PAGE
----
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OBJECTIVE: To identify the risk of hip fracture in patients with rheumatoid arthritis and those taking corticosteroids. METHODS: In a population based case-control study, we compared 300 consecutive patients with hip fracture aged 50 years and over from a defined district and 600 age and sex matched community controls. RESULTS: The risk of hip fracture was increased in patients with rheumatoid arthritis (odds ratio (OR) 2.1; 95% confidence interval (CI) 1.0 to 4.7) and those receiving corticosteroids (OR 2.7; 95% CI 1.2 to 5.8). The risk attributable to rheumatoid arthritis was markedly reduced by adjusting for functional impairment, while that for steroid use remained after adjusting for body mass index, smoking, alcohol, and functional status. CONCLUSIONS: Hip fracture risk is approximately doubled amongst patients with rheumatoid arthritis and among those taking steroids. These risk increases are, to some extent, independent of each other. In rheumatoid arthritis, the risk was most closely associated with functional impairment, whereas steroid use did not appear to be confounded by this variable.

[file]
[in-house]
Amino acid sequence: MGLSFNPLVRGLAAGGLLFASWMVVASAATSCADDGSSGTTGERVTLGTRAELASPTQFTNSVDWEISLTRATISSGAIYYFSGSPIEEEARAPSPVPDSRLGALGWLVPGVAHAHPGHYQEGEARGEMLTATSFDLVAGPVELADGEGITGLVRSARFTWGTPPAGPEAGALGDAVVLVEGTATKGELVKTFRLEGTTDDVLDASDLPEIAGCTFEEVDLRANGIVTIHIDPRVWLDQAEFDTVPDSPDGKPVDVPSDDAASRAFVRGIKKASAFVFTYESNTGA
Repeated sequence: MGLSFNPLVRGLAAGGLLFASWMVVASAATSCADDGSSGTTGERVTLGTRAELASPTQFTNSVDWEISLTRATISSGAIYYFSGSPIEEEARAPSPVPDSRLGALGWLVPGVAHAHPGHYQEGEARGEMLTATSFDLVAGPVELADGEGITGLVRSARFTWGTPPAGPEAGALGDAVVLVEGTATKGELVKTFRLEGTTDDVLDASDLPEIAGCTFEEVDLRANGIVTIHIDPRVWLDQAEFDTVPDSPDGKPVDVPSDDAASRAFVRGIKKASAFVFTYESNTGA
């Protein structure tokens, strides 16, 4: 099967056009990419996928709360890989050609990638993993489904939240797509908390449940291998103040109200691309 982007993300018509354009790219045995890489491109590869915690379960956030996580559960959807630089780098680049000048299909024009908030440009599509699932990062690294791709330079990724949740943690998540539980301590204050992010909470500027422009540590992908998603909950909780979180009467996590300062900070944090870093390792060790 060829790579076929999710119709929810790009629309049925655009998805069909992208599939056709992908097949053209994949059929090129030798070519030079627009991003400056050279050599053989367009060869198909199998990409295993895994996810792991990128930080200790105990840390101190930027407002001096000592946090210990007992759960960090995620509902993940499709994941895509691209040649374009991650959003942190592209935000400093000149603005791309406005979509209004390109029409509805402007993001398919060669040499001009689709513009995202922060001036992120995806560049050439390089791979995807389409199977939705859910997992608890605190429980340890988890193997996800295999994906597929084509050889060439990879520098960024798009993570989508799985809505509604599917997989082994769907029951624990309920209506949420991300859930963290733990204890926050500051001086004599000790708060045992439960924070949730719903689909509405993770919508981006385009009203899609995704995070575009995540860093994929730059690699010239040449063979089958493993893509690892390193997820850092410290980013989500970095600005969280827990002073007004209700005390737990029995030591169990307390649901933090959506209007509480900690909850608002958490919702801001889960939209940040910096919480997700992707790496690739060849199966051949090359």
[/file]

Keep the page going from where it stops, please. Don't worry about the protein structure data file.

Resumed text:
Original publication

DOI

10.1136/ard.54.1.49

Type

Journal article

Journal

Annals of the rheumatic diseases

Publication Date

01/1995

Volume

54

Pages

49 - 52

Addresses

MRC Environmental Epidemiology Unit, Southampton General Hospital, United Kingdom.

Keywords

Humans, Arthritis, Rheumatoid, Hip Fractures, Glucocorticoids, Body Mass Index, Risk Factors, Case-Control Studies, Alcohol Drinking, Smoking, Aged, Aged, 80 and over, Middle Aged, Female, Male